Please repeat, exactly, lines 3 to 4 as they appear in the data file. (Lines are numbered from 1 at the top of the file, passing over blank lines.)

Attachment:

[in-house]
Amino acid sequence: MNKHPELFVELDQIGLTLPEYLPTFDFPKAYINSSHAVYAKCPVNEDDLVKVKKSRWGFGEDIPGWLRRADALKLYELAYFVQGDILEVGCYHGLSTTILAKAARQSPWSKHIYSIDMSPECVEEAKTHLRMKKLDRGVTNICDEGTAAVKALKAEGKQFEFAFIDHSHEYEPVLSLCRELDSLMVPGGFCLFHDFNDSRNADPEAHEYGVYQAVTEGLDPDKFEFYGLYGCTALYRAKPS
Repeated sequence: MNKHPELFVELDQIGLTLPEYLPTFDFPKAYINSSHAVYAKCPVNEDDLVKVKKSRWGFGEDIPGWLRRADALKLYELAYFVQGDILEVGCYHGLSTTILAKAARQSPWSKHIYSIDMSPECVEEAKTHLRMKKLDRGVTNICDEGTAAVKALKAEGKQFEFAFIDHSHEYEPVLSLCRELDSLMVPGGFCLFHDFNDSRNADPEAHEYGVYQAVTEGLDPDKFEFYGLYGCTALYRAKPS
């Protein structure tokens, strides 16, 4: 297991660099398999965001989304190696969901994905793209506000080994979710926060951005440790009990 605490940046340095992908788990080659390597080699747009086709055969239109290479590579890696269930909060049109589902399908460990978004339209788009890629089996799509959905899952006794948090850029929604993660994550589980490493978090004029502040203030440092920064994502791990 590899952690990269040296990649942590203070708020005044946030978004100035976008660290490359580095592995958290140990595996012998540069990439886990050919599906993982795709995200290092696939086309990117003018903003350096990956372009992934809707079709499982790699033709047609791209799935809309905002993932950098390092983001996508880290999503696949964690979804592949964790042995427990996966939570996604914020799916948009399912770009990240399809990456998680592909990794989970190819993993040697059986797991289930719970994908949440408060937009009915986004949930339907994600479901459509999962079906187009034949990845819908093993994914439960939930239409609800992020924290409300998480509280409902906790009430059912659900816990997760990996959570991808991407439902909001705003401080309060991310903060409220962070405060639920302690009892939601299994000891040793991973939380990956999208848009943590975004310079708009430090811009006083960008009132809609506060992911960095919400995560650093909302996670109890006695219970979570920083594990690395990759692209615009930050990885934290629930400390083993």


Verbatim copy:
Repeated sequence: MNKHPELFVELDQIGLTLPEYLPTFDFPKAYINSSHAVYAKCPVNEDDLVKVKKSRWGFGEDIPGWLRRADALKLYELAYFVQGDILEVGCYHGLSTTILAKAARQSPWSKHIYSIDMSPECVEEAKTHLRMKKLDRGVTNICDEGTAAVKALKAEGKQFEFAFIDHSHEYEPVLSLCRELDSLMVPGGFCLFHDFNDSRNADPEAHEYGVYQAVTEGLDPDKFEFYGLYGCTALYRAKPS
């Protein structure tokens, strides 16, 4: 297991660099398999965001989304190696969901994905793209506000080994979710926060951005440790009990 605490940046340095992908788990080659390597080699747009086709055969239109290479590579890696269930909060049109589902399908460990978004339209788009890629089996799509959905899952006794948090850029929604993660994550589980490493978090004029502040203030440092920064994502791990 590899952690990269040296990649942590203070708020005044946030978004100035976008660290490359580095592995958290140990595996012998540069990439886990050919599906993982795709995200290092696939086309990117003018903003350096990956372009992934809707079709499982790699033709047609791209799935809309905002993932950098390092983001996508880290999503696949964690979804592949964790042995427990996966939570996604914020799916948009399912770009990240399809990456998680592909990794989970190819993993040697059986797991289930719970994908949440408060937009009915986004949930339907994600479901459509999962079906187009034949990845819908093993994914439960939930239409609800992020924290409300998480509280409902906790009430059912659900816990997760990996959570991808991407439902909001705003401080309060991310903060409220962070405060639920302690009892939601299994000891040793991973939380990956999208848009943590975004310079708009430090811009006083960008009132809609506060992911960095919400995560650093909302996670109890006695219970979570920083594990690395990759692209615009930050990885934290629930400390083993």